|Piel de sapo T111||117,352, 225||26,388,460||33||107,756, 233||25,067,194||34|
|PI161375||98,460, 231||22,768,835||33||91,236, 237||21,658,724||34|
|TOTAL||215,812, 228||49,157,295||33||198,992, 235||46,725,918||34|
|Piel de sapo Piñonet||249,902, 397||99,083,949||33||226,650, 403||91,284,481||34|
|Vedrantais||297,638, 387||115,306,933||33||263,412, 398||104,745,240||34|
|TOTAL||547,540, 392||214,390,882||33||490,062, 400||196,029,721||34|
Reads were processed using the ngs_backbone software (Bioinformatics at the Institute for the Conservation and Breeding of Agricultural Biodiversity, 2010) to eliminate adaptor sequences, low quality chromatograms, and sequences of less than 100 bp. After processing, we obtained 689,054 high quality ESTs, comprising 243 Mbp, with an average length of 400 and 235 bp for the two sequencing methods, respectively. The length distribution of these ESTs is shown in Fig. 1. More than 89% of the ESTs fell between 200 and 550 bp in length. All reads were deposited in the NCBI database and can be accessed in the Sequence Read Archive (NCBI, 2010b) under the accession number SRA050214.
The 454 ESTs generated in this study were combined for clustering and de novo assembly with a previously available collection of 125,908 ESTs (average length 613 bp and total length 81.3 Mbp) produced using traditional Sanger sequencing methods. Sanger ESTs were obtained mainly by two transcriptome sequencing initiatives, Melogen (González-Ibeas et al., 2007) and ICuGI (ICuGI, 2007), from different tissues (callus, leaves, roots, flowers, and fruits at different stages) and from 10 genotypes (including the four sequenced in this paper with 454 and one additional inodorus, four cantalupensis, and one conomon) and are publicly available at ICuGI (ICuGI, 2007). A summary of the Sanger dataset using for this assembly, before and after processing, is detailed in Supplemental File S1.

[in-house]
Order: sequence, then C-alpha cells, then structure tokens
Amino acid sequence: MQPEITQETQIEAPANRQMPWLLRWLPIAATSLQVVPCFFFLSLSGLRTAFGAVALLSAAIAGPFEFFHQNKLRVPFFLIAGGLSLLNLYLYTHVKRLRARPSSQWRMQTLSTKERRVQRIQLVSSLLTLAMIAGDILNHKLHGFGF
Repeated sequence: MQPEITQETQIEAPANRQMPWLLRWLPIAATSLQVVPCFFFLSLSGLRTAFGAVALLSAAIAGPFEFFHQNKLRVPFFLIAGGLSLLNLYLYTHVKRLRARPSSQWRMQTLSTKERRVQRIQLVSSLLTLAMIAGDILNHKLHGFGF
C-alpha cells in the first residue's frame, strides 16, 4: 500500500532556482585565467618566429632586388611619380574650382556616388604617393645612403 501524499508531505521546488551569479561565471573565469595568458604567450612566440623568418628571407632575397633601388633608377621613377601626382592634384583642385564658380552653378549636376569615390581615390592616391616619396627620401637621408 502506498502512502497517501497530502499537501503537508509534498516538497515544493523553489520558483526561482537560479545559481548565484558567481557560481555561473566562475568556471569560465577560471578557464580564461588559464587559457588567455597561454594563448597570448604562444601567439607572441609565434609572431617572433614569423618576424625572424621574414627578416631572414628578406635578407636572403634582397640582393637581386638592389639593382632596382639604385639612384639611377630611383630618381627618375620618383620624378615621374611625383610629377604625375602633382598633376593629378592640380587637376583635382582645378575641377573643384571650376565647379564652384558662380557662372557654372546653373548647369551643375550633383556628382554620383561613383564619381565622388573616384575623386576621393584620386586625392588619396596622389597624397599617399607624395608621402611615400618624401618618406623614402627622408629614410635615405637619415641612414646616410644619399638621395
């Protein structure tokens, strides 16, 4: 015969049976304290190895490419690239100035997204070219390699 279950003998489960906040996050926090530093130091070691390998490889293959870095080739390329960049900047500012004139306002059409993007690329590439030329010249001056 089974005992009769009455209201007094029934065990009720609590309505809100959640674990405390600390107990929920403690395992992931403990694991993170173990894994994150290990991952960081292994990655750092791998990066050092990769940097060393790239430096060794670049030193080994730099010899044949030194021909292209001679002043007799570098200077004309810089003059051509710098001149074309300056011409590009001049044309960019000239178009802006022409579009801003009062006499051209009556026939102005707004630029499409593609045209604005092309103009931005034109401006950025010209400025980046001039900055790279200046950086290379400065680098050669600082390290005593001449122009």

Finally, 753,004 ESTs were assembled using the Mira assembler (Chevreux et al., 2004) yielding a total of 53,252 high-confident tentative consensus sequences (nonredundant sequences or unigenes). Approximately 55% of the unigenes (29,566) were composed only of 454 ESTs, whereas only 4% (1873) were assembled exclusively from Sanger ESTs and 41% (21,813) included sequences of both datasets. About 28, 32, and 96% of the unigenes included sequences from Melogen (González-Ibeas et al., 2007), ICuGI (ICuGI, 2007), and 454 datasets, respectively. These results agree with those of previous studies combining 454 and Sanger ESTs (Vega-Arreguin et al., 2009; Guo et al., 2010; Li et al., 2010; Ueno et al., 2010) in which next-generation sequencing contributes significantly to the identification of novel unigenes.
The distribution of the number of ESTs per unigene is shown in Fig. 2A. The majority of unigenes were assembled from a moderate number of ESTs (from 2 to 10), with an average of 14.1 ESTs per unigene. This relatively low redundancy is probably due to the success of the normalization process, responsible for the suppression of superabundant transcripts. Also, the EST assemblers can in some cases split ESTs generated from the same transcript into several unigenes. This behavior is usually due to the difficulty of distinguishing sequence variations due to individual provenance to those due to close paralogs.